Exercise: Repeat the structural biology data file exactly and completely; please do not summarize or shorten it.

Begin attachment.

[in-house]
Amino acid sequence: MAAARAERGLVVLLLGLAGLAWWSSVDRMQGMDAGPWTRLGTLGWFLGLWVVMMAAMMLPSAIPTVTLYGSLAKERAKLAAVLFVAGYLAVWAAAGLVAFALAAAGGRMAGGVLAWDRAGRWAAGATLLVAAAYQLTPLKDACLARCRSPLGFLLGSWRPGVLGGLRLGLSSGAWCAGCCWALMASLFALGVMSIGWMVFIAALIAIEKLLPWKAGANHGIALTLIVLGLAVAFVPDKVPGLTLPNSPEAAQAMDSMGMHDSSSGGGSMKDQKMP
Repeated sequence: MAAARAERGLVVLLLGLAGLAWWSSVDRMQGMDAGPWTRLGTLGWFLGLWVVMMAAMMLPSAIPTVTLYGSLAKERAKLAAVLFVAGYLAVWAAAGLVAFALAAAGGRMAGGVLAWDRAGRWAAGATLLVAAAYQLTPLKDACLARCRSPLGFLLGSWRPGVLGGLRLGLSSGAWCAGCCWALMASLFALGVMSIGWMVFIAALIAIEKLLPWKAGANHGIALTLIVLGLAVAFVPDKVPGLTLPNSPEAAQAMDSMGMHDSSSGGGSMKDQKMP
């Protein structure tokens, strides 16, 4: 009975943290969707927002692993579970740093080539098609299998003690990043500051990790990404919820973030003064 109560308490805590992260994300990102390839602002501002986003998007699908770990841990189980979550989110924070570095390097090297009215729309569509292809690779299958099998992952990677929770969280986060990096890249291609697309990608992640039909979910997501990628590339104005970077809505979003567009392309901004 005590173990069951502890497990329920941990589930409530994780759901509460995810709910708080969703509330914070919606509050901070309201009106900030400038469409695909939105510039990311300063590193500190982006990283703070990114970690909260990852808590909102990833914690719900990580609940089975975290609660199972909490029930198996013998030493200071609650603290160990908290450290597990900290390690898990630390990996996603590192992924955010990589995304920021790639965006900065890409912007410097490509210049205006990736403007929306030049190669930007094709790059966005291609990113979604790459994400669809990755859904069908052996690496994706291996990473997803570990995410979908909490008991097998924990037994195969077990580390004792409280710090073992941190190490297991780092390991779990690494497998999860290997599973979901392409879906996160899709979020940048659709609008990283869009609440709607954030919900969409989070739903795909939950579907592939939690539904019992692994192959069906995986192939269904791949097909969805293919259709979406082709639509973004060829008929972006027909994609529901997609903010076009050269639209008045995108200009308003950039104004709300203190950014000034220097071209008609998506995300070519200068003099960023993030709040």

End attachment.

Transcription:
[in-house]
Amino acid sequence: MAAARAERGLVVLLLGLAGLAWWSSVDRMQGMDAGPWTRLGTLGWFLGLWVVMMAAMMLPSAIPTVTLYGSLAKERAKLAAVLFVAGYLAVWAAAGLVAFALAAAGGRMAGGVLAWDRAGRWAAGATLLVAAAYQLTPLKDACLARCRSPLGFLLGSWRPGVLGGLRLGLSSGAWCAGCCWALMASLFALGVMSIGWMVFIAALIAIEKLLPWKAGANHGIALTLIVLGLAVAFVPDKVPGLTLPNSPEAAQAMDSMGMHDSSSGGGSMKDQKMP
Repeated sequence: MAAARAERGLVVLLLGLAGLAWWSSVDRMQGMDAGPWTRLGTLGWFLGLWVVMMAAMMLPSAIPTVTLYGSLAKERAKLAAVLFVAGYLAVWAAAGLVAFALAAAGGRMAGGVLAWDRAGRWAAGATLLVAAAYQLTPLKDACLARCRSPLGFLLGSWRPGVLGGLRLGLSSGAWCAGCCWALMASLFALGVMSIGWMVFIAALIAIEKLLPWKAGANHGIALTLIVLGLAVAFVPDKVPGLTLPNSPEAAQAMDSMGMHDSSSGGGSMKDQKMP
């Protein structure tokens, strides 16, 4: 009975943290969707927002692993579970740093080539098609299998003690990043500051990790990404919820973030003064 109560308490805590992260994300990102390839602002501002986003998007699908770990841990189980979550989110924070570095390097090297009215729309569509292809690779299958099998992952990677929770969280986060990096890249291609697309990608992640039909979910997501990628590339104005970077809505979003567009392309901004 005590173990069951502890497990329920941990589930409530994780759901509460995810709910708080969703509330914070919606509050901070309201009106900030400038469409695909939105510039990311300063590193500190982006990283703070990114970690909260990852808590909102990833914690719900990580609940089975975290609660199972909490029930198996013998030493200071609650603290160990908290450290597990900290390690898990630390990996996603590192992924955010990589995304920021790639965006900065890409912007410097490509210049205006990736403007929306030049190669930007094709790059966005291609990113979604790459994400669809990755859904069908052996690496994706291996990473997803570990995410979908909490008991097998924990037994195969077990580390004792409280710090073992941190190490297991780092390991779990690494497998999860290997599973979901392409879906996160899709979020940048659709609008990283869009609440709607954030919900969409989070739903795909939950579907592939939690539904019992692994192959069906995986192939269904791949097909969805293919259709979406082709639509973004060829008929972006027909994609529901997609903010076009050269639209008045995108200009308003950039104004709300203190950014000034220097071209008609998506995300070519200068003099960023993030709040």